> I reiterate: If you leave security decision up to
> the end user, you expose yourself to an un-
> known variable: what will they do.
> In many companies I work with, I would have
> a hard time even getting some of the staff to
> understand *what* and executable file is . . .
> forget trying to teach them to *not* execute
> the file unless it is from a reliable source.
This is not an unfamiliar story. But discarding all
possibly dangerous mail and downloads is not always
acceptable, however convenient it would be for IT.
That's institutionalized denial-of-service. Of course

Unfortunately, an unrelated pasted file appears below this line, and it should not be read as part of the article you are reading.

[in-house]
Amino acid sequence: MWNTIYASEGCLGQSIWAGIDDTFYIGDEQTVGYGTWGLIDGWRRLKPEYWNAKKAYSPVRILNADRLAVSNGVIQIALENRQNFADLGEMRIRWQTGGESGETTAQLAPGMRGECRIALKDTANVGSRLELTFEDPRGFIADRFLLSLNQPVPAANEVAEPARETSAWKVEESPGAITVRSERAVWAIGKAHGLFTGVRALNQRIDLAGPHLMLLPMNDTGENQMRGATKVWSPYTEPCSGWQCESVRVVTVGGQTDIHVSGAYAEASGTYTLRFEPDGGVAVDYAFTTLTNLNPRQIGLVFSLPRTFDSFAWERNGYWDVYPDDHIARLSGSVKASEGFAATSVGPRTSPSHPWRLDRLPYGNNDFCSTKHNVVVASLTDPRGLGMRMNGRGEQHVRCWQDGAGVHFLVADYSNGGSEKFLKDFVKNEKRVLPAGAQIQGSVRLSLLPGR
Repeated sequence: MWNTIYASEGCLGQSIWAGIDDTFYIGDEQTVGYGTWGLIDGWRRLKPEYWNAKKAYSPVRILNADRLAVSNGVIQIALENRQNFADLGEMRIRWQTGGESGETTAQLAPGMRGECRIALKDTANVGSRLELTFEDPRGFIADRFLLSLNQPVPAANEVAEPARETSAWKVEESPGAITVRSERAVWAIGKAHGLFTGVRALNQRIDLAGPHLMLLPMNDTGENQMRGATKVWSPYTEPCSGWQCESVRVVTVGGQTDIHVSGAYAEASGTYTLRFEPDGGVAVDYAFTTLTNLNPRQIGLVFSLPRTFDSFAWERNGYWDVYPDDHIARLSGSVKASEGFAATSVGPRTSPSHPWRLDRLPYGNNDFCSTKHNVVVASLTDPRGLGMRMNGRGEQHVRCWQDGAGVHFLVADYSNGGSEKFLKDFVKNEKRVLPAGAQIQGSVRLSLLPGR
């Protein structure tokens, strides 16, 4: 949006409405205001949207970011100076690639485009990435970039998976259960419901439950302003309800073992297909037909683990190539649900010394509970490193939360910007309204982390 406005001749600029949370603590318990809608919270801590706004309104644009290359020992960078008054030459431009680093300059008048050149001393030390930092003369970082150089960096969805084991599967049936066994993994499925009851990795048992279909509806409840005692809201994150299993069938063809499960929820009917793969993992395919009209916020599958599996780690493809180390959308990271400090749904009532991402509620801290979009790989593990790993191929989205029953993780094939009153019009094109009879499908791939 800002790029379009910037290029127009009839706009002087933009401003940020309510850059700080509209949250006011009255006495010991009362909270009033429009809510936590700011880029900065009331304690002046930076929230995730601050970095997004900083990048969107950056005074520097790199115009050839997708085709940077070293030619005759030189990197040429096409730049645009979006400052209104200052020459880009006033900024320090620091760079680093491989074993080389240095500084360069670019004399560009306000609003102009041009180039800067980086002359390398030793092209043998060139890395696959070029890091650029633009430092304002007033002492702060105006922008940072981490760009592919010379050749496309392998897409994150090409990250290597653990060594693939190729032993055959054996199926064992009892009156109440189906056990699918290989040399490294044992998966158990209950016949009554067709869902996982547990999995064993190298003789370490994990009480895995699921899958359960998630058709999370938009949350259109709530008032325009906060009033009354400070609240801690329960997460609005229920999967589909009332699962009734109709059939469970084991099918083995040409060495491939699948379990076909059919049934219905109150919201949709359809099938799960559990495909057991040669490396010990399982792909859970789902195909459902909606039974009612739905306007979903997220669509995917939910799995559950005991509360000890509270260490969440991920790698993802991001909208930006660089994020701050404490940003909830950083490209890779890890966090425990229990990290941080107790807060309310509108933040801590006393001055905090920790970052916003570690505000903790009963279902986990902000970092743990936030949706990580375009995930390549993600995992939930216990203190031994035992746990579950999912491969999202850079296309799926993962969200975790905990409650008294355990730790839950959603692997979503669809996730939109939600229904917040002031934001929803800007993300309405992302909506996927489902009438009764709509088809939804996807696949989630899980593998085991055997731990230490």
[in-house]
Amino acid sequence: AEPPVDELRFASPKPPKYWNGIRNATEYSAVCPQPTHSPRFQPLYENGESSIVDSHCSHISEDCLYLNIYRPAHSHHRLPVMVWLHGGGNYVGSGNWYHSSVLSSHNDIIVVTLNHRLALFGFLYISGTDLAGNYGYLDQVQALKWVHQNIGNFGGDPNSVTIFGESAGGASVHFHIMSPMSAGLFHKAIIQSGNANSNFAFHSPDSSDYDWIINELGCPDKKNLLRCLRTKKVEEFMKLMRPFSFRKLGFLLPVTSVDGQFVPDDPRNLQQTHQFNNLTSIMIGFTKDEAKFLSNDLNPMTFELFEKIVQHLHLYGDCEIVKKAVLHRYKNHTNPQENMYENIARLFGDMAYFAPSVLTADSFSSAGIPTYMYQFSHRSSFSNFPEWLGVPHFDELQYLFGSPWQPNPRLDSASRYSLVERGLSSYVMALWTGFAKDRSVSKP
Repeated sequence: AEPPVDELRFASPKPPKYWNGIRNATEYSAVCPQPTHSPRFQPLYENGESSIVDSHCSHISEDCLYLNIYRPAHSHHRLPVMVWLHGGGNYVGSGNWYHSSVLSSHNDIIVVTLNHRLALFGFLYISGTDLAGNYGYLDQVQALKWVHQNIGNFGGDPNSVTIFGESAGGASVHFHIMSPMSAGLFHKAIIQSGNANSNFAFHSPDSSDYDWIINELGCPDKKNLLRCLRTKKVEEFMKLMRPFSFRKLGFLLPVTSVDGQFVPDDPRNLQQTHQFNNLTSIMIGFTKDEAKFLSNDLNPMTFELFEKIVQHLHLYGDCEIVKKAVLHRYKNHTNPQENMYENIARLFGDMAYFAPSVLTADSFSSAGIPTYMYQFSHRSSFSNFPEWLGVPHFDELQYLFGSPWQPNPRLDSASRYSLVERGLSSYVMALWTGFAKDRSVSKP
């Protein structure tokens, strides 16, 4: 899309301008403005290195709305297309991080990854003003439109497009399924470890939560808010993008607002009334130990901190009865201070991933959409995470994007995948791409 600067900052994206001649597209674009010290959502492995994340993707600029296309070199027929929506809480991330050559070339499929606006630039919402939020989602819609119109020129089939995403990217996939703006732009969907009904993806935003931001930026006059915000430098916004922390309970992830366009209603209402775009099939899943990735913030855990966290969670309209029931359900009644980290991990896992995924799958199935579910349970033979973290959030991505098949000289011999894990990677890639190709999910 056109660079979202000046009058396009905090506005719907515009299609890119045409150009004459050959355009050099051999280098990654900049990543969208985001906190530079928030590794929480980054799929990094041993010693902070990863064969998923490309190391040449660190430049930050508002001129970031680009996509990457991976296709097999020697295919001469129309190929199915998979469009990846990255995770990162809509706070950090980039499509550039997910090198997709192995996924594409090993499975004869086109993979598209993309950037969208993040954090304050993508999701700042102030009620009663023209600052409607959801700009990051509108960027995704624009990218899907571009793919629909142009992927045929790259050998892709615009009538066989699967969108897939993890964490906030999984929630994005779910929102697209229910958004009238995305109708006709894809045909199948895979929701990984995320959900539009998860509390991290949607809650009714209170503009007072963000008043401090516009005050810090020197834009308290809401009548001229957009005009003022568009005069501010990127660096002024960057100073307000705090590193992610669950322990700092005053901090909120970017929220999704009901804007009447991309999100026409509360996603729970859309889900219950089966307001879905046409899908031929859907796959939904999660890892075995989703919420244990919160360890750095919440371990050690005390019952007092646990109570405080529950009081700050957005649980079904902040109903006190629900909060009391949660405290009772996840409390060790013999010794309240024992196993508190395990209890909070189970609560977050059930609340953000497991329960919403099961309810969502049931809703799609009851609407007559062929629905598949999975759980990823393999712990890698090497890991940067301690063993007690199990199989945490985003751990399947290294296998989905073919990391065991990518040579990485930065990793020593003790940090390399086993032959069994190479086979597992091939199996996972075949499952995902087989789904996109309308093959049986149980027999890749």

it's best to take dangerous decisions out of the hands
of the technically-disadvantaged wherever possible,
but the tail should not be wagging the dog. Most of us
are here to help our users function, not to hinder them.
(Or at least hinder them no more than is necessary.)
> I am reminded of the story of the woman who
> called for tech support and asked, "When I
> point the remote at the monitor and press the
> button, my computer won't come on." Of course,
> she was holding her mouse. This is a true
I imagine we all have stories like this. But security
is always a trade-off. Let's not lose sight of what
we're actually here for. It -isn't- to make our users
working lives unnecessarily difficult.
David Harley | alt.comp.virus FAQ
uk | & Anti-Virus Web Page
Support & Security Analyst | Folk London On-Line gig-list
Imperial Cancer Research Fund | http://webworlds.co.uk/dharley/